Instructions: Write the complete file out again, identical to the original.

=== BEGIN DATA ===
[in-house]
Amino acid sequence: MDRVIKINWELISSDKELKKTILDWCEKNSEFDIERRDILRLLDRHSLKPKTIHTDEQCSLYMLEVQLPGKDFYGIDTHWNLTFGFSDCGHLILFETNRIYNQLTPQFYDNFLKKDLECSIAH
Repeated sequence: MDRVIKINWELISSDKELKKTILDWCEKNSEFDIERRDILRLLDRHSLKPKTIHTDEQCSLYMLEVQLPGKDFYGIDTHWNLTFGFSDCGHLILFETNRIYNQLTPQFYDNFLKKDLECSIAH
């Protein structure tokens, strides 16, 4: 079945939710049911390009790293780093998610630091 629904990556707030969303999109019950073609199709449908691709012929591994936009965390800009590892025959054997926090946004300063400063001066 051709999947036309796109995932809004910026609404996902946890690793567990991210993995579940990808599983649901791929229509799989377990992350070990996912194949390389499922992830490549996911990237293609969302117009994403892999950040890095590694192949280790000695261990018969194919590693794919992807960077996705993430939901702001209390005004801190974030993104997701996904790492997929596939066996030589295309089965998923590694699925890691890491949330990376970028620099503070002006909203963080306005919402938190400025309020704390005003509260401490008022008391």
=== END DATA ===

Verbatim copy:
[in-house]
Amino acid sequence: MDRVIKINWELISSDKELKKTILDWCEKNSEFDIERRDILRLLDRHSLKPKTIHTDEQCSLYMLEVQLPGKDFYGIDTHWNLTFGFSDCGHLILFETNRIYNQLTPQFYDNFLKKDLECSIAH
Repeated sequence: MDRVIKINWELISSDKELKKTILDWCEKNSEFDIERRDILRLLDRHSLKPKTIHTDEQCSLYMLEVQLPGKDFYGIDTHWNLTFGFSDCGHLILFETNRIYNQLTPQFYDNFLKKDLECSIAH
């Protein structure tokens, strides 16, 4: 079945939710049911390009790293780093998610630091 629904990556707030969303999109019950073609199709449908691709012929591994936009965390800009590892025959054997926090946004300063400063001066 051709999947036309796109995932809004910026609404996902946890690793567990991210993995579940990808599983649901791929229509799989377990992350070990996912194949390389499922992830490549996911990237293609969302117009994403892999950040890095590694192949280790000695261990018969194919590693794919992807960077996705993430939901702001209390005004801190974030993104997701996904790492997929596939066996030589295309089965998923590694699925890691890491949330990376970028620099503070002006909203963080306005919402938190400025309020704390005003509260401490008022008391």